As I mentioned the main game comes with 1 x-wing and 2 tie fighters. It also comes with everything you need to play the game, rules and tokens etc. A personal gripe is that it doesn't come with as many dice as you need in the average game (an x-wing shooting at close range rolls 4 attack dice, but the game only comes with 3). This base box does include a fun game, it has a basic varient to help you learn, and it will provide a balanced fight between the 2 forces, however it will get old fairly fast. The game is fun, but part of the fun is controlling a squadron of ships, having a tie swarm of 2 is bad enough, but the rebels having only 1 ship misses the point of the game. Some people suggest picking up a second copy of the main game if you enjoy it to give you a chance to properly toy with fleet creation before investing in the individual ship expansions. I did do this, but I would equally recommend getting the 2 'aces' expansions to give you a few more advanced ships rather than more of the same.
One of the big problems with the game is the price point, the main game will set you back around £20-25 which includes 3 ships, which is the cheapest you'll get them, most ships will set you back just over £10 each. This includes both the scale model, and all the rules/tokens needed to play it. Most expansion ships come with an extra rule or two (The y-wing has a ion cannon, the tie interceptors can boost to move really fast) so adding only one or two at a time gives a nice learning curve to enter the game. A collection like mine will cost you around £125. Certainly a lot of money for one game.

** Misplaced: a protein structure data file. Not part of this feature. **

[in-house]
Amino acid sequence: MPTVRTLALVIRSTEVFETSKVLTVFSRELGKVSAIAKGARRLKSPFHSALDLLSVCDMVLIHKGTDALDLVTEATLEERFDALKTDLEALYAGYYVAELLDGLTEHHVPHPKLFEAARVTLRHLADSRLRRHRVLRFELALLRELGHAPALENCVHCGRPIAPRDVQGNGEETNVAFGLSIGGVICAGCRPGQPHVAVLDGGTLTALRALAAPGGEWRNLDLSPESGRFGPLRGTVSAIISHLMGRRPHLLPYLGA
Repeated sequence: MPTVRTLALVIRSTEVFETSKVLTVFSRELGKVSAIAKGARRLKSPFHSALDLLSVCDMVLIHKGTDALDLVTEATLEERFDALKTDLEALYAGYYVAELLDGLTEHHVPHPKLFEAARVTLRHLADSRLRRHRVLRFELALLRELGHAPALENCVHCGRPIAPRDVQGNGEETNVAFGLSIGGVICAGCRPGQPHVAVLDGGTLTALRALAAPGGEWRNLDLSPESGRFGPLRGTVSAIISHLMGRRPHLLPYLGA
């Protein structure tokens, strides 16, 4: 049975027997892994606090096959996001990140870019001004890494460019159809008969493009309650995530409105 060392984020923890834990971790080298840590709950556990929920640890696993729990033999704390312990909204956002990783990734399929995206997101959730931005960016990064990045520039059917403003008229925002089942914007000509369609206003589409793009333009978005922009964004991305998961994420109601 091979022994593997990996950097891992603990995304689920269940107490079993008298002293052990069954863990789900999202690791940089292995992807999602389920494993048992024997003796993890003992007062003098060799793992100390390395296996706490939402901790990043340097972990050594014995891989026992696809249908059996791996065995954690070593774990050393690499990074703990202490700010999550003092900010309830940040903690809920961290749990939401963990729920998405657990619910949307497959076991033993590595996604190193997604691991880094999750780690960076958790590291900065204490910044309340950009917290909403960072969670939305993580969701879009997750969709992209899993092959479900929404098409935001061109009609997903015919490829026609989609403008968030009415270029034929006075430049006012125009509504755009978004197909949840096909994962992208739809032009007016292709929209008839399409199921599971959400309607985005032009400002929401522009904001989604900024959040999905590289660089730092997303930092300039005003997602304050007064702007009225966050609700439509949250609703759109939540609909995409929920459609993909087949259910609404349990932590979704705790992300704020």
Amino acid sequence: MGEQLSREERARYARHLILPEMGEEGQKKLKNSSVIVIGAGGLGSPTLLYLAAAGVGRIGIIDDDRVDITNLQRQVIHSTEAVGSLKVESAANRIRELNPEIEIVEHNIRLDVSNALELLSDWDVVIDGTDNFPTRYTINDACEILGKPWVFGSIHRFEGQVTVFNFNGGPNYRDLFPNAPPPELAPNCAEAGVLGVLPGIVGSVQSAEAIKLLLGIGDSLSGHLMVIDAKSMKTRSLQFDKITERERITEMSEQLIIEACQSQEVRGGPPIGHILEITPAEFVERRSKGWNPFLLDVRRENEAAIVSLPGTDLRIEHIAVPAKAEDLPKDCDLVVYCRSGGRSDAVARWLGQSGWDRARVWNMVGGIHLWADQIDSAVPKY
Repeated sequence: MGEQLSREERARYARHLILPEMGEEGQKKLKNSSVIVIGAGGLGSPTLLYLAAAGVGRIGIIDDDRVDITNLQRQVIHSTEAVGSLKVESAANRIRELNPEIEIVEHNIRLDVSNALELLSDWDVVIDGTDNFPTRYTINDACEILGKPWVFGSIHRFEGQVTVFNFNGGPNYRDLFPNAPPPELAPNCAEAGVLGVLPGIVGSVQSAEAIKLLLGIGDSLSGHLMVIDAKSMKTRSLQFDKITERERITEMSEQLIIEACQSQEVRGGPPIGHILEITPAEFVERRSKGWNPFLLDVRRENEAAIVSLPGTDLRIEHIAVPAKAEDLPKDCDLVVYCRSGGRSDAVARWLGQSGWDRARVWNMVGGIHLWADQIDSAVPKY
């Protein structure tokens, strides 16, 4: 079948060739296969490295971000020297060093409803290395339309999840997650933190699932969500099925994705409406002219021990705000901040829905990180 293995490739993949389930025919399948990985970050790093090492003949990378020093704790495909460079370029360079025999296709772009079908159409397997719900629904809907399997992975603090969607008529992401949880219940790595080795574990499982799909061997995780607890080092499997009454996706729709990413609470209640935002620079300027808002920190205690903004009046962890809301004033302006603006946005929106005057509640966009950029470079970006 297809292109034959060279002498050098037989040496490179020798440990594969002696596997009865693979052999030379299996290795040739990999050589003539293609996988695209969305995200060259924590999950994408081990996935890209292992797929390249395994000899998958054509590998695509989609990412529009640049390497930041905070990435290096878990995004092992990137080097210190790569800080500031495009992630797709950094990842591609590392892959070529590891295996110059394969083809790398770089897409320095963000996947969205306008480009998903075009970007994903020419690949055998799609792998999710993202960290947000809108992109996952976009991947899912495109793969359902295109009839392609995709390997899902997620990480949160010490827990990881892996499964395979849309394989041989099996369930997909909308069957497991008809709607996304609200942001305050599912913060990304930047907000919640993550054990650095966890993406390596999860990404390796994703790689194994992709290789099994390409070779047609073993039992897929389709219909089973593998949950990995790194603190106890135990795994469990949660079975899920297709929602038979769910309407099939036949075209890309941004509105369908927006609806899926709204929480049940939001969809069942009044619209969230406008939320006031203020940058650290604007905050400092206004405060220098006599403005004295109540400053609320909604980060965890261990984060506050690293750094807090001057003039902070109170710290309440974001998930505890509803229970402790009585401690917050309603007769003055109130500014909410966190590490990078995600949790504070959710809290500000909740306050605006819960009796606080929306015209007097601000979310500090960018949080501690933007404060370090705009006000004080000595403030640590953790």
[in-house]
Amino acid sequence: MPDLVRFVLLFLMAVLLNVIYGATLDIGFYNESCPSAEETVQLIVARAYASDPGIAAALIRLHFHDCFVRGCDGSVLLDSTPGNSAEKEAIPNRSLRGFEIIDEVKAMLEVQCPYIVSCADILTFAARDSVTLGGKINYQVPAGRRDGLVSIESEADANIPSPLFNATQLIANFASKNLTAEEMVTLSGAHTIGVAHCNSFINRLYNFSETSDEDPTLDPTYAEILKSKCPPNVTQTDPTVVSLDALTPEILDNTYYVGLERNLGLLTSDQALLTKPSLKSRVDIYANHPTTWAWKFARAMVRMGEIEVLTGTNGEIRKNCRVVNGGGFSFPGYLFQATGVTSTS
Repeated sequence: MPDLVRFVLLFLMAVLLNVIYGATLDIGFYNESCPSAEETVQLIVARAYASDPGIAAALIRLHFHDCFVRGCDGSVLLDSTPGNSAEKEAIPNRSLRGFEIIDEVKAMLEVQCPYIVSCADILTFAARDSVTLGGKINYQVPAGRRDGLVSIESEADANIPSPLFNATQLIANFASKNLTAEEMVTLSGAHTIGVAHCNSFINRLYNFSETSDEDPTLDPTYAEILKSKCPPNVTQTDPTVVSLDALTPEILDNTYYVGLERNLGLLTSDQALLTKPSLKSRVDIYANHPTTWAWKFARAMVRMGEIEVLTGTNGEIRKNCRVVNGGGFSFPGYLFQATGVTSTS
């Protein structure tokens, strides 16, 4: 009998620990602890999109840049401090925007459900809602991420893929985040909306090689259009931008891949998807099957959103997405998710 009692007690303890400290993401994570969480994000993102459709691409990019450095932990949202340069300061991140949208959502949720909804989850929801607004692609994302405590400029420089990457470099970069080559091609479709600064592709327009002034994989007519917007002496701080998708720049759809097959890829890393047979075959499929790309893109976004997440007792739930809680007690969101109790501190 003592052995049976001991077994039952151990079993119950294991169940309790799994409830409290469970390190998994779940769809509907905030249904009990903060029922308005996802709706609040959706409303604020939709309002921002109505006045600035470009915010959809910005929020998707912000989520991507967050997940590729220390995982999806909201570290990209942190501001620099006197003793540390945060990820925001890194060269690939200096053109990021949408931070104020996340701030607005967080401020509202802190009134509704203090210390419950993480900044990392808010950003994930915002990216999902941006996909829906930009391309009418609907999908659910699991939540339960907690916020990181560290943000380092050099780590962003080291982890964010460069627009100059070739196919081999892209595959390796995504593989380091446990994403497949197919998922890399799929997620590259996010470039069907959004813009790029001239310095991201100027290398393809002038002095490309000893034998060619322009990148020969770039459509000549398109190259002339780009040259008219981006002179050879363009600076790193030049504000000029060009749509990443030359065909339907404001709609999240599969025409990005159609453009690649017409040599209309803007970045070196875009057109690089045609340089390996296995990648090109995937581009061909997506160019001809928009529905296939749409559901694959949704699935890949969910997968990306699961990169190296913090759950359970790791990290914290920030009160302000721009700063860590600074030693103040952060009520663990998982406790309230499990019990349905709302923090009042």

So given that price point can I recommend it? Only if you have someone to regularly play with. If you have a couple of regular opponents then you only need to collect one force, which obviously halves the cost of building a collection. The game is fun, but I've not found it too easy to convince people who play board games to play it, it seems to stride between a classic miniature game and a board game which can be off-putting I suppose. I would highly recommend giving this game a go as it's one of my favourites in theme, model quality, customisability, and game play.